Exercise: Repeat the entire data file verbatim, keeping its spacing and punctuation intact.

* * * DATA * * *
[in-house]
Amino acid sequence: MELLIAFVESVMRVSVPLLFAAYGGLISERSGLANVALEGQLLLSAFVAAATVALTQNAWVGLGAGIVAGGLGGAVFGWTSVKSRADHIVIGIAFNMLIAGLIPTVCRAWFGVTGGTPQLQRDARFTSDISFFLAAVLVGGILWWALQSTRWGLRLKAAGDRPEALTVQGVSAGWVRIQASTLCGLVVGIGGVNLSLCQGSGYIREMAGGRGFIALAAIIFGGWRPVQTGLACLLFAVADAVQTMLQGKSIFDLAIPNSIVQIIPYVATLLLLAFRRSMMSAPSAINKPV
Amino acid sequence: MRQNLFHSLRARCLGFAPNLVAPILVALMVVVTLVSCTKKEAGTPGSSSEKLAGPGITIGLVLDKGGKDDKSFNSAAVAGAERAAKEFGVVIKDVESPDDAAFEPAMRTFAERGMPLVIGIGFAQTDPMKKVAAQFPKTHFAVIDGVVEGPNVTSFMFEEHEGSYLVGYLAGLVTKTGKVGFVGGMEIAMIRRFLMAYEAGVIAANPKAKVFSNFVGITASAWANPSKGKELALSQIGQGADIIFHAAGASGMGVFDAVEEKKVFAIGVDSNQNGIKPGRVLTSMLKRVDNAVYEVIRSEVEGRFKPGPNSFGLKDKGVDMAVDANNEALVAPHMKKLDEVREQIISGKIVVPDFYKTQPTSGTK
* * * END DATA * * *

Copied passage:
[in-house]
Amino acid sequence: MELLIAFVESVMRVSVPLLFAAYGGLISERSGLANVALEGQLLLSAFVAAATVALTQNAWVGLGAGIVAGGLGGAVFGWTSVKSRADHIVIGIAFNMLIAGLIPTVCRAWFGVTGGTPQLQRDARFTSDISFFLAAVLVGGILWWALQSTRWGLRLKAAGDRPEALTVQGVSAGWVRIQASTLCGLVVGIGGVNLSLCQGSGYIREMAGGRGFIALAAIIFGGWRPVQTGLACLLFAVADAVQTMLQGKSIFDLAIPNSIVQIIPYVATLLLLAFRRSMMSAPSAINKPV
Amino acid sequence: MRQNLFHSLRARCLGFAPNLVAPILVALMVVVTLVSCTKKEAGTPGSSSEKLAGPGITIGLVLDKGGKDDKSFNSAAVAGAERAAKEFGVVIKDVESPDDAAFEPAMRTFAERGMPLVIGIGFAQTDPMKKVAAQFPKTHFAVIDGVVEGPNVTSFMFEEHEGSYLVGYLAGLVTKTGKVGFVGGMEIAMIRRFLMAYEAGVIAANPKAKVFSNFVGITASAWANPSKGKELALSQIGQGADIIFHAAGASGMGVFDAVEEKKVFAIGVDSNQNGIKPGRVLTSMLKRVDNAVYEVIRSEVEGRFKPGPNSFGLKDKGVDMAVDANNEALVAPHMKKLDEVREQIISGKIVVPDFYKTQPTSGTK